Welcome back to the world of Marketing Mix Modelling (MMM) with a Bayesian twist. In our last article, we introduced the concept of Bayesian MMM and how it revolutionizes the traditional marketing models by incorporating prior knowledge and adapting to new data. Today, we take a leap forward and dive into one of its most amazing capabilities – handling hierarchical data.
In this article, we will talk about:
Before we unravel the magic that Bayesian MMM does on Hierarchical data, let’s quickly understand what hierarchical data is and why it's a treasure trove for marketers. Imagine a multinational company selling multiple products in different regions. The sales data can be structured at various levels – country, state, city, and product categories. This multi-level structure is hierarchical data.
In marketing, consider a global brand's advertising data. At the top level, you might have different regions like North America, Europe, and Asia. Within each region, there are individual countries. Each country may be split into different states or provinces, and each state might be further divided into different cities or towns. For each city, you might track different types of advertising spend, like television, radio, print, or online. So, the data is organized hierarchically - from regions down to specific types of ad spend in individual cities. Each level of this hierarchy is part of the larger whole, and data at each level can provide different insights for the brand's marketing strategy.
For marketers and advertising agencies, this data is gold. The ability to analyze and understand the interplay between different levels of hierarchy can reveal insights about customer preferences, regional trends, and product performances. But, here's the catch: traditional MMM struggles to accurately capture the relationships in such data.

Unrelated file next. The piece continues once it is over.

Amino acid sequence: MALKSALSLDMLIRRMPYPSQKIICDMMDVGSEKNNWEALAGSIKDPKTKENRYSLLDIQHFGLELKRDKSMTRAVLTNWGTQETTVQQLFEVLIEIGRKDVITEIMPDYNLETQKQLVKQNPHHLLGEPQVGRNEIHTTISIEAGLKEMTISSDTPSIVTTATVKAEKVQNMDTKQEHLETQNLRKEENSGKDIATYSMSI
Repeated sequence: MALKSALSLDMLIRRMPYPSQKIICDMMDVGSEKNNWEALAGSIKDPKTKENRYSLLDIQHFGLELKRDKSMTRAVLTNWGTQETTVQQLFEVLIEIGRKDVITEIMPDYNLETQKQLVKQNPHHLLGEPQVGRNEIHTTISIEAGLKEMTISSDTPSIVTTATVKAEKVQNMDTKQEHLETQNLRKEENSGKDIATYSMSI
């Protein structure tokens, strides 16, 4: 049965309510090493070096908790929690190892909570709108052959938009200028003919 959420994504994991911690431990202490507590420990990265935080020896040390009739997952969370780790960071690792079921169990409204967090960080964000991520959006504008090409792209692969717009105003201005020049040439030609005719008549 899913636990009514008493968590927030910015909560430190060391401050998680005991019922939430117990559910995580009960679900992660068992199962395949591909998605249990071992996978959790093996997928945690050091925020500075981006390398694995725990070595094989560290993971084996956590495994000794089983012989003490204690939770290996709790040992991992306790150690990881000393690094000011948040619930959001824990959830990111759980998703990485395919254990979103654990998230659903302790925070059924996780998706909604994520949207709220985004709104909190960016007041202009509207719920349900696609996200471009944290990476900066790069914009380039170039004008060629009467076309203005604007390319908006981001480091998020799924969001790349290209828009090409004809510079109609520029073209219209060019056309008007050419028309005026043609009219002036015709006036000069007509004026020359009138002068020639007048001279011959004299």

Within the realm of traditional machine learning based marketing mix models, two primary approaches emerge: the pooled and the unpooled models.
In a pooled model, we don't differentiate between the different hierarchical groups. We treat all data as if it comes from a single group. This is akin to aggregating all the data and running a single regression model on it.
Building one comprehensive model is often the most straightforward approach: all samples are aggregated, and distinctions between different groups are disregarded.
However, this approach, especially when using simple models like linear regression, might overlook nuances in the data, a phenomenon known as underfitting. More complex "black-box" methods, such as gradient boosting, might detect and learn from the different sub-datasets on their own, offering potentially better accuracy. But this comes at the expense of interpretability, making it challenging to understand the model's underlying mechanics and decisions.
Here's the visualization of the pooled model :
You can notice that while the black line may provide a general trend, it doesn't seem to perfectly capture the individual trends for each region.
In contrast, we create a separate model for each group. So, if we have data for 3 regions, we'll run 3 separate regression models, one for each region. These models are referred to as unpooled models.
While each model specializes in a specific subset of the data, collectively, they aim to provide a comprehensive understanding of the entire dataset. The primary advantage is that these models can capture specific trends and nuances within each subset.
Here's the visualization for the unpooled models:
You can observe that the individual regression lines fit their respective regional data better than the pooled model did. This is the advantage of the unpooled approach: it can capture nuances and variations specific to each group.
However, there are challenges:
Enter Bayesian MMM with its magic wand.
Now, let's discuss the hierarchical Bayesian approach.
While both pooled and unpooled methods have their advantages, they also have drawbacks:
Hierarchical Bayesian Modeling offers a middle ground. Hierarchical models, often implemented using Bayesian techniques, strike a balance between pooled and unpooled models. Here's a simple explanation:
Partial Pooling: Hierarchical models allow for "partial pooling", meaning they share information across groups (like the pooled model) but also allow for group-specific effects (like the unpooled models).